What do you do at the end of the game of Monopoly?

“cause that’s where we’re at, economically speaking.  Here’s the charts…

So, what are the protesters so upset about, really?

Do they have legitimate gripes?

To answer the latter question first, yes, they do.

They have very legitimate gripes.

And if America cannot figure out a way to address these gripes, the country will likely become increasingly “de-stabilized,” as sociologists might say. And in that scenario, the current protests will likely be only the beginning.

The problem in a nutshell is this: Inequality in this country has hit a level that has been seen only once in the nation’s history—at the end of the 1920s. Unemployment has also reached a level that has been seen only once since the Great Depression.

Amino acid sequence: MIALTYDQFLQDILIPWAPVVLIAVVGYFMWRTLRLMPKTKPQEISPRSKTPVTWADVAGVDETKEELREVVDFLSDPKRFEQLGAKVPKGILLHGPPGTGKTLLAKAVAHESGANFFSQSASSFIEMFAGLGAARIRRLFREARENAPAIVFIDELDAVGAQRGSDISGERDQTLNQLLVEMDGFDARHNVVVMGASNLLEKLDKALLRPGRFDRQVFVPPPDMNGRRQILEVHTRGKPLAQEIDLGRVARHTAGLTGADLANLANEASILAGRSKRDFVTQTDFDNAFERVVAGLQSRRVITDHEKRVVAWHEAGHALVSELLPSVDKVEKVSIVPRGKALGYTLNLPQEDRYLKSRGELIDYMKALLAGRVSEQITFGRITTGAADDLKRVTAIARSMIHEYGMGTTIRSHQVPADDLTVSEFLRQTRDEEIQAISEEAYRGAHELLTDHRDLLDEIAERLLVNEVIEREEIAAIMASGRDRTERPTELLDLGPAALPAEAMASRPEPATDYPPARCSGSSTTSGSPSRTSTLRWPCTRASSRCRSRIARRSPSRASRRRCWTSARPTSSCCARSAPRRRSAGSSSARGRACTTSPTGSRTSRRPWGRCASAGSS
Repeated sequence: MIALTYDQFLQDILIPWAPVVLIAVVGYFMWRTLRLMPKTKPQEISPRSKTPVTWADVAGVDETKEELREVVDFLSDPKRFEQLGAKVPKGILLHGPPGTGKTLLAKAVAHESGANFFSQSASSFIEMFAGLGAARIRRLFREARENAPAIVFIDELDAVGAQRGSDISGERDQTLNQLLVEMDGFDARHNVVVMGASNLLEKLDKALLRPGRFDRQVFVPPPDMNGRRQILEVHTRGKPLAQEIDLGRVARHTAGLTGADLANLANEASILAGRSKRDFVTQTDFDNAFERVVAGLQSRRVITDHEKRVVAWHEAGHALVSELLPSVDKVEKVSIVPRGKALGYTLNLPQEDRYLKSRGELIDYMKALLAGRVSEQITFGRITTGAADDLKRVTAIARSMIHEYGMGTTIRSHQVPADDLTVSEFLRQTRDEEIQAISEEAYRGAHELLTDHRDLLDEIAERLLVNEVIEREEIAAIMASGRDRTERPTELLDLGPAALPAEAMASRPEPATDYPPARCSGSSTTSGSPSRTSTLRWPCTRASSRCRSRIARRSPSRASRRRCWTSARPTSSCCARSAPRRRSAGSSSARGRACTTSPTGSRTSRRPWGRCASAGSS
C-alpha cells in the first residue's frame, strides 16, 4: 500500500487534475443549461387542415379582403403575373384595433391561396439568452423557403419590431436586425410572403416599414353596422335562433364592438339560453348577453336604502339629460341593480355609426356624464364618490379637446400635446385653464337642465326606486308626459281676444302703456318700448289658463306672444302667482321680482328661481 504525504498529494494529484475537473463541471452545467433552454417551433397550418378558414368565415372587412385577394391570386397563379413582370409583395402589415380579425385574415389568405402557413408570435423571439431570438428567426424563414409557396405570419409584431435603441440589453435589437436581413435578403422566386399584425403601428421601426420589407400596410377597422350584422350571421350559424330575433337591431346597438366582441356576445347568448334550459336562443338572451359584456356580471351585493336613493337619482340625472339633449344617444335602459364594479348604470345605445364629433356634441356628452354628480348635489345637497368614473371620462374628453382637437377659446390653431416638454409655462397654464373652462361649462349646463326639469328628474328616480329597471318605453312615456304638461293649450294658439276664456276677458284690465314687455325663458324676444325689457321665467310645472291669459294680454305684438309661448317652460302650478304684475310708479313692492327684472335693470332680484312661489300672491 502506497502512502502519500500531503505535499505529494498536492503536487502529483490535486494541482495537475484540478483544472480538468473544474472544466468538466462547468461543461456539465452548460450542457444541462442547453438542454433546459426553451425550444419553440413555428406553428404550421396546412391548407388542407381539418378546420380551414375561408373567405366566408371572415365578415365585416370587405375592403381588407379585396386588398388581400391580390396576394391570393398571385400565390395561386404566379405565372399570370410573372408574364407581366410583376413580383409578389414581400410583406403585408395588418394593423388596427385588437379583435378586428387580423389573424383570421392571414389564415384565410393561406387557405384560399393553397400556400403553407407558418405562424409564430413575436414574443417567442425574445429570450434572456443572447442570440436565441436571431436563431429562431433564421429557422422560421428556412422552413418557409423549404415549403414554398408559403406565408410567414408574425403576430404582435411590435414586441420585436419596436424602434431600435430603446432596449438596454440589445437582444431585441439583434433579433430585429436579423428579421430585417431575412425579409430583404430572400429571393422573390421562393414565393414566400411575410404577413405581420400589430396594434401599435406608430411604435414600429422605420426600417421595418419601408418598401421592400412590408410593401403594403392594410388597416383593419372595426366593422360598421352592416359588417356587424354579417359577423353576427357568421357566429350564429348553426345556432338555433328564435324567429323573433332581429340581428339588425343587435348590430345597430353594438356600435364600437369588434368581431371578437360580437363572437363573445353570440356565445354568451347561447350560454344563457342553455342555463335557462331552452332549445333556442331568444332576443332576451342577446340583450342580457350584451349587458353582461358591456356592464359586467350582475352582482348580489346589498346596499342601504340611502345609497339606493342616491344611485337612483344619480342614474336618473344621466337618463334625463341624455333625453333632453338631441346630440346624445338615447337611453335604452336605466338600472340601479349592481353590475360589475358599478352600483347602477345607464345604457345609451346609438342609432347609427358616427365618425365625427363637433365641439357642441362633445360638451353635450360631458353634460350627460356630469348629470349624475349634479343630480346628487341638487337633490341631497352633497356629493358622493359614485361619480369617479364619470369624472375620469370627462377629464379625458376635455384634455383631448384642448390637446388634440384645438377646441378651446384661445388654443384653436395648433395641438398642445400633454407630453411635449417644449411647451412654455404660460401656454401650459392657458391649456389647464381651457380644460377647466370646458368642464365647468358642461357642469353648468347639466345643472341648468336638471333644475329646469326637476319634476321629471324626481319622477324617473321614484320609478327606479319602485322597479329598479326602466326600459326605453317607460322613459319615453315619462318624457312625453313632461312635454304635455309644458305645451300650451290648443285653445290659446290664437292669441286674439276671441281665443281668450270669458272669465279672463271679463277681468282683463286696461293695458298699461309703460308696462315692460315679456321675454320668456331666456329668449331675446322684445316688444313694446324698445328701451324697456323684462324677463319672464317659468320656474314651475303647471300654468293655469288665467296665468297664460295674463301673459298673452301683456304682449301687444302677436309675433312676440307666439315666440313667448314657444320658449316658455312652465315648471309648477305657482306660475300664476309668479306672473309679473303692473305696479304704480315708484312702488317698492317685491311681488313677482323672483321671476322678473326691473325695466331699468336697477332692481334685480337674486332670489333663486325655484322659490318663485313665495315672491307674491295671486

In other words, in the never-ending tug-of-war between “labor” and “capital,” there has rarely—if ever—been a time when “capital” was so clearly winning

[full story with lots of links and charts]

There are three charts I would add to that, and they are ones that motivated me on this subject.   This is the first one, it shows both wealth distribution in the real world in the U.S. and wealth distribution in the confused bizarro-world that is U.S. popular opinion  The second one I would add is the one I did back here, it’s the one that shows how public policy fail is a big part of the problem.

The third one I would add to tie together is not done yet, I’ll probably do it this weekend.  It’s the one that ties the two together, and illustrates how public policy for the last 30 years (and especially the last 10) is the proximate cause of the destruction of the middle class that everyone is fretting about so much.

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